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A Week in Cornwall – Part 5 – The Japanese Garden

As we left Cornwall after our week’s holiday we spent the morning at The Japanese Garden which was part way back to Devon where we were going to stay for a few days. We had visited this garden years ago but could not remember it at all, so it would all be a surprise.

A Japanese gardens has certain elements that make it a Japanese garden, a feeling of welcome, topiarised trees and shrubs, stone sculptures often in the form of lanterns, beautiful calm vistas, paths to invite calm slow wandering and moss in abundance, plus of course that essential water.

Let us begin at our Cornwall garden to see if it gave us a warm welcome, and see if there were areas that gave us the right feeling of calm and peace. Throughout this look at the Cornwall Japanese Garden you will notice how powerful the sense of light and shade can be in creating an atmospheric garden.

 

Peaceful areas appeared regularly at the end of winding paths or through archways.

   

Moss featured here as groundcover or growing on branches and tree trunks in the damp atmosphere. These patches of moss either on the ground or aerial are great for wildlife especially as they are always moist. Overall wildlife feels happy in Japanese gardens in the UK, and effecively act as predatorial pest controllers.

    

Training trees is an ancient Japanese art practised for centuries by Japanese gardeners following set rules using coniferous ans deciduous trees alike. It is a skill just coming into being in 21st century Britain. I love using it in the garden!

    

Stone sculptures were visible throughout including many forms of lantern. We use a few of these in our interpretation of a Japanese garden her at home in our Plealey patch.

       

Bamboo of course is another essential element of any Japanese garden, either growing in its many forms or used as a fencing or building material. It is beautiful and structural whichever way it is used.

 

I hope you have enjoyed this little tour of the Cornwall Japanese Garden as much as we did. There is so much Western gardeners can learn from Japanese garden design and from the skills of Japanese gardeners. They can teach us a lot about creating peace and harmony in our gardens.

 

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Westgate Villa, a Japanese garden in Shropshire

Jude and I have a soft spot for gardens with a Japanese feel to them, and we are lucky to have an excellent example in our home county of Shropshire and just a short drive away. We had heard of the garden at Westgate in Bridgnorth and always intended to pay a visit but circumstances had not allowed us to. But eventually we managed to make their National Garden Scheme open day in April.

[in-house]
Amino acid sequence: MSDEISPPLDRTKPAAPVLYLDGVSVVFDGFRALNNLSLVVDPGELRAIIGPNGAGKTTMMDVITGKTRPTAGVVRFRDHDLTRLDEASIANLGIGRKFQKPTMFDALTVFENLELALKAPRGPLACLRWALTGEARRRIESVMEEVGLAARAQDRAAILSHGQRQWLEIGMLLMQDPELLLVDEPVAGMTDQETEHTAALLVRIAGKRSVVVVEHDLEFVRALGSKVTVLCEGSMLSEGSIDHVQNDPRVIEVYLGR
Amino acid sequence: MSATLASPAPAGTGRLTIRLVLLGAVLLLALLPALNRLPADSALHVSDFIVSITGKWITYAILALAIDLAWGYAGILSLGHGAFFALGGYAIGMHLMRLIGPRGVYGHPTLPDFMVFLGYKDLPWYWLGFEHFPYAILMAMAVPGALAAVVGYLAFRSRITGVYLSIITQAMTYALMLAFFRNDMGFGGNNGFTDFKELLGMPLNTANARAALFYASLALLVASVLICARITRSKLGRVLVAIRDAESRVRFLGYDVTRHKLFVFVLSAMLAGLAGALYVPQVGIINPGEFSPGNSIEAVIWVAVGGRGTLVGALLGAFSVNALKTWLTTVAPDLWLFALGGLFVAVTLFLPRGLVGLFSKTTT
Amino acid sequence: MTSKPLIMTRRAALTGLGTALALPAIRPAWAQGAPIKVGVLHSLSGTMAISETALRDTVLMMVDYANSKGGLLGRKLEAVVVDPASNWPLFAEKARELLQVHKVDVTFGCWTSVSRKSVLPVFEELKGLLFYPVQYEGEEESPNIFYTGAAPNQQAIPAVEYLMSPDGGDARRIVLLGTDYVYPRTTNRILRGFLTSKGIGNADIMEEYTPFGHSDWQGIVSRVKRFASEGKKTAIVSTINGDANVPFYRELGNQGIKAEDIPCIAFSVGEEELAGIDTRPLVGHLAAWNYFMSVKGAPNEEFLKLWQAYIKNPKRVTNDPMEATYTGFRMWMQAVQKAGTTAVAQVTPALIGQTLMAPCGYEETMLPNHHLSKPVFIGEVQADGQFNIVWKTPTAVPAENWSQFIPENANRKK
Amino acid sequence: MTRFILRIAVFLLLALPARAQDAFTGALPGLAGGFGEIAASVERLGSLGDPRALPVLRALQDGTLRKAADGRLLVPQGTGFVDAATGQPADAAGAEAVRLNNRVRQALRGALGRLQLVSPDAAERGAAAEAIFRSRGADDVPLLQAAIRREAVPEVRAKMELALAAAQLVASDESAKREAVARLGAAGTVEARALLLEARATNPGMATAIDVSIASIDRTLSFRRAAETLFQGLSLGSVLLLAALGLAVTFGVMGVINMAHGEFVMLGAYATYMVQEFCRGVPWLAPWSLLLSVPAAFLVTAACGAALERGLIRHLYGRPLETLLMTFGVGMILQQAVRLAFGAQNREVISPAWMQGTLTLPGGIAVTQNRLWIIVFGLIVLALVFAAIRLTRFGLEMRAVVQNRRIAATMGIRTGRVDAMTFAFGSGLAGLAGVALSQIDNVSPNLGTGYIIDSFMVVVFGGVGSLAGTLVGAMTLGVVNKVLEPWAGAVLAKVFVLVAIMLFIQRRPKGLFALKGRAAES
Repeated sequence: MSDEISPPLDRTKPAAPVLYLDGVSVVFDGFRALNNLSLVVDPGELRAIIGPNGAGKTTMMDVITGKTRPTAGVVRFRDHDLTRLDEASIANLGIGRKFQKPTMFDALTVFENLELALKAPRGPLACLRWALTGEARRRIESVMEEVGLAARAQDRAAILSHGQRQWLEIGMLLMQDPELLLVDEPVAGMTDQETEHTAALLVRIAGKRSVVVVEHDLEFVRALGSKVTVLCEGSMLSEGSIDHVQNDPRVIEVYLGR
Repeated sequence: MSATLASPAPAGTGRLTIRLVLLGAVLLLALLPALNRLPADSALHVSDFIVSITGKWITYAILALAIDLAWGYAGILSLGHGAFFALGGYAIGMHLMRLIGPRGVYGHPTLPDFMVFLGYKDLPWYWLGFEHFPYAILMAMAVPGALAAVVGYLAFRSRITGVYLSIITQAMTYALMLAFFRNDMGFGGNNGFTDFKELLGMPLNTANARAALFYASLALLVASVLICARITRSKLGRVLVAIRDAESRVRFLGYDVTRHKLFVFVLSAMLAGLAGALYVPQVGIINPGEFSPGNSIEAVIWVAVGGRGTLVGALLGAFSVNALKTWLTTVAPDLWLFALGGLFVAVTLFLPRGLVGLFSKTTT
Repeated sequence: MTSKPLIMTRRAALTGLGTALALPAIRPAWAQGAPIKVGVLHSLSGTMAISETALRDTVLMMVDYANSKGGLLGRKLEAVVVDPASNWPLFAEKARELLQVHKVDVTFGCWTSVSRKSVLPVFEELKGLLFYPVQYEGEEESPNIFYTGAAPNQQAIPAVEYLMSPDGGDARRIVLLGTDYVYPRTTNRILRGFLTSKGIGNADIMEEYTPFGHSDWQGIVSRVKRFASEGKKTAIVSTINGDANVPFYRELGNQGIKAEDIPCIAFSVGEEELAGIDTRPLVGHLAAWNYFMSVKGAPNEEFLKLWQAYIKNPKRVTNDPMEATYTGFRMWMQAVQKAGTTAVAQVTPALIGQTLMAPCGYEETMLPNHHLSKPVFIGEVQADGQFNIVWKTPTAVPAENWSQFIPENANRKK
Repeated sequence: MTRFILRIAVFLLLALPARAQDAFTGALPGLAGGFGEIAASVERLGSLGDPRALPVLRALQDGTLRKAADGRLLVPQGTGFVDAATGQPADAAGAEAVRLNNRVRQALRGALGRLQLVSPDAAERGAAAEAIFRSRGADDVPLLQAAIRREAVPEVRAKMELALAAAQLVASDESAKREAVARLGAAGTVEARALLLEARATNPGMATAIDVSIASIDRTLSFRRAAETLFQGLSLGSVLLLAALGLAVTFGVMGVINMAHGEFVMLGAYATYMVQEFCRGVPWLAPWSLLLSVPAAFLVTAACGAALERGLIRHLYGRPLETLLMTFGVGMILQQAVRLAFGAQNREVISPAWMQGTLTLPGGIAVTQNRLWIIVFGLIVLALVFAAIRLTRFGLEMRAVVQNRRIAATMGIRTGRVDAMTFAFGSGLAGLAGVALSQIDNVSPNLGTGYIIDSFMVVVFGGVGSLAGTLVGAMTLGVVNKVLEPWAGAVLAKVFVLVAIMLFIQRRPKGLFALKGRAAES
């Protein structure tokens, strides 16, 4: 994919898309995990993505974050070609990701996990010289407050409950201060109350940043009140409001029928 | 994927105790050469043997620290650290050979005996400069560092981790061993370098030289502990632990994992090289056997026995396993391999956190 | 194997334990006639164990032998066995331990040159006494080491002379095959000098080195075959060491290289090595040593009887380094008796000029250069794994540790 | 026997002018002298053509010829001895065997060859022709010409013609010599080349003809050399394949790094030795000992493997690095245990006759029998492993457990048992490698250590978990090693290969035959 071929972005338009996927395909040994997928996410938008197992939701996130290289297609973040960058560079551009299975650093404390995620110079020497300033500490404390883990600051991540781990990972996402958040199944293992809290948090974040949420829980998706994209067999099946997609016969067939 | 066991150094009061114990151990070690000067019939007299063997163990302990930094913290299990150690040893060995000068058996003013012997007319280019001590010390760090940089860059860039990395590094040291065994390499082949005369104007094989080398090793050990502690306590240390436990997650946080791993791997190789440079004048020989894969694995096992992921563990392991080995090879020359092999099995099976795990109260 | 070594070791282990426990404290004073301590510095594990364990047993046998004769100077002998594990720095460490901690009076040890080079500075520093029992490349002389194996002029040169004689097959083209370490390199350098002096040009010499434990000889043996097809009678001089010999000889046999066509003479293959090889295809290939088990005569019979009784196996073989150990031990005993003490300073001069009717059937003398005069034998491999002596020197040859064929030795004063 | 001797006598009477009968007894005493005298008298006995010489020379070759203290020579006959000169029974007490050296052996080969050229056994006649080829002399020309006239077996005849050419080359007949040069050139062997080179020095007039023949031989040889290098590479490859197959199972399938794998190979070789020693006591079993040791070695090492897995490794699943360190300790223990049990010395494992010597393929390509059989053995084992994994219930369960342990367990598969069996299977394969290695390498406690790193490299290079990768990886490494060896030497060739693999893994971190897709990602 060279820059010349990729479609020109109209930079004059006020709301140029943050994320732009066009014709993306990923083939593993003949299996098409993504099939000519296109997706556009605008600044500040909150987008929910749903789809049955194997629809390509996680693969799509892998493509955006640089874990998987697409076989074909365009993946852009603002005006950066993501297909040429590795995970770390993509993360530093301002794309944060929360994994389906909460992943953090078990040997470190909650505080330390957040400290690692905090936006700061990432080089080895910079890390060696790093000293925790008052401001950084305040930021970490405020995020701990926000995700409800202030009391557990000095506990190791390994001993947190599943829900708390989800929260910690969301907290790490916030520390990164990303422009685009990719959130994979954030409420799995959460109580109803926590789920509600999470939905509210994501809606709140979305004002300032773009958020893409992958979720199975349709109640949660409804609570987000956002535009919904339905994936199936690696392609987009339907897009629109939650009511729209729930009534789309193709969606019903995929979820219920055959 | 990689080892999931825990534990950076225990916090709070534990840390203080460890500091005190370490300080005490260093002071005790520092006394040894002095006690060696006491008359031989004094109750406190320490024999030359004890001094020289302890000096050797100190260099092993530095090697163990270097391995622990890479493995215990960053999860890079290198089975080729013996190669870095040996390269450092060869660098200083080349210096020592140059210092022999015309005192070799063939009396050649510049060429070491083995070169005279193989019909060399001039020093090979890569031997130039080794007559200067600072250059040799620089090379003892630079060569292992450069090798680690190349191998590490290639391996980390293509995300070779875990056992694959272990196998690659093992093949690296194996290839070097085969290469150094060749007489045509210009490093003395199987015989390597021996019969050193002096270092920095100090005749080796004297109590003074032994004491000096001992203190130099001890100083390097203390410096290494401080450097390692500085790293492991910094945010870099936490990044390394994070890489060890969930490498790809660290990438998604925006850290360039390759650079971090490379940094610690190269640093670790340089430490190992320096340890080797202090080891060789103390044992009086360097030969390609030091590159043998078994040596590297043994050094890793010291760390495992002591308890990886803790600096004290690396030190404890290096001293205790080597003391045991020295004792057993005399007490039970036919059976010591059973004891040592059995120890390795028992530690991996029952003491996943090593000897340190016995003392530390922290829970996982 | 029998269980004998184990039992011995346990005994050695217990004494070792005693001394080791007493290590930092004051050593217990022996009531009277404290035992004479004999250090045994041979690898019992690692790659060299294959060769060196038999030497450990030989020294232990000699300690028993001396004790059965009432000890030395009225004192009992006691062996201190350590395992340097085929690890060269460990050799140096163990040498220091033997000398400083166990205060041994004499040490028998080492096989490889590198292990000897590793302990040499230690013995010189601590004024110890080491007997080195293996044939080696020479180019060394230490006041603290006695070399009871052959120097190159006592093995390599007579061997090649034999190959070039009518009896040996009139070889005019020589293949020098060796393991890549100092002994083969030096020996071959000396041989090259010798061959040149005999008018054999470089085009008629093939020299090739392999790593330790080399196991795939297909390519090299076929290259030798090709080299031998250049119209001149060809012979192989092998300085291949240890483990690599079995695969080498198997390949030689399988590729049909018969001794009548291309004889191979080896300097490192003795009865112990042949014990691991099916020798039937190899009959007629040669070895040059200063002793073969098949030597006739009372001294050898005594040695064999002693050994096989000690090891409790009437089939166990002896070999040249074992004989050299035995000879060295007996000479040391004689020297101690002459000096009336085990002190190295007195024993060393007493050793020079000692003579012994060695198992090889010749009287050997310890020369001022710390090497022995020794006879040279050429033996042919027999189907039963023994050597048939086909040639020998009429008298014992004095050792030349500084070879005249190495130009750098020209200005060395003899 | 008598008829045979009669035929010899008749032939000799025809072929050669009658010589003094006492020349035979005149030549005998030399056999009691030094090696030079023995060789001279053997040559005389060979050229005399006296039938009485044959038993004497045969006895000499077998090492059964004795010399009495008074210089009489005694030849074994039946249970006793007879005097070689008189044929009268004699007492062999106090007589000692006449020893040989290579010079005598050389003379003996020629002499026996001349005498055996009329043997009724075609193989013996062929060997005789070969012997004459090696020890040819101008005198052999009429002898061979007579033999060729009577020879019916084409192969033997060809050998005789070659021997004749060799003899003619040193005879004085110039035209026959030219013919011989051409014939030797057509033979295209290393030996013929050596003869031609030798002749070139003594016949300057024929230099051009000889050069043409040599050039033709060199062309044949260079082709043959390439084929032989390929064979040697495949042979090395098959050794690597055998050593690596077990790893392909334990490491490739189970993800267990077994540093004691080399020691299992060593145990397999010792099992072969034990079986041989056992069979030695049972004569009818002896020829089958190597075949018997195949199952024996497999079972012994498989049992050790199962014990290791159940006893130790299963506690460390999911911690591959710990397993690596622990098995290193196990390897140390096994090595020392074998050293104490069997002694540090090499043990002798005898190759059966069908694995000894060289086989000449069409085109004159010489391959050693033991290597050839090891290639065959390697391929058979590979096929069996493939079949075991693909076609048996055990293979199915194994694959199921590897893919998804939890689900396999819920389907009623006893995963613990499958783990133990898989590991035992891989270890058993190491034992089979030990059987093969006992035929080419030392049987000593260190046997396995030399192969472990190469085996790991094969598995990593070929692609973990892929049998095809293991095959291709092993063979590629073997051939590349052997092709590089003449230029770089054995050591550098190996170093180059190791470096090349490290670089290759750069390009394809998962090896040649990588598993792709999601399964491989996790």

It was well worth the wait! We loved it, the planting, the structure and its special atmosphere. The front garden however was of a very different feel altogether being a formal garden designed to match the age and style of the house. Foliage was the star there!

On the flight of steps nearby foliage again featured but this time succulents were the stars.

   

Moving around the house looking in small borders and corners we found interesting plants and objects that gave clues to the beauty of the Japanese section we were making our way towards. This area prepared us so well for the treat that lay ahead of us.

      

We stepped through an archway into a different world with an atmosphere of such peace that it made us feel so calm. The Japanese garden at Westgate was one of the best examples we have ever seen in an English garden. Come with us on a journey through such a special place. To view the gallery click on the first photo and navigate using the arrows.

 

 

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Lichen in our garden.

One of the highlights of enjoying your garden in winter is noticing things that you take for granted the rest of the year. Little special details. Lichen, mosses and algae.

In our Japanese Garden the low rays of the winter sun brighten up lichen, mosses and algae on the lanterns. The greens and greys create a mosaic of soft textures.

Tints of green add interest to the greys of our specimen slate stones.

Even the Buddha is given a splattering of green emphasising the shapes of the fabric folds of the robe and curls of hair.

Lush green mosses find perfect conditions to flourish in side a terra-cotta flower-pot.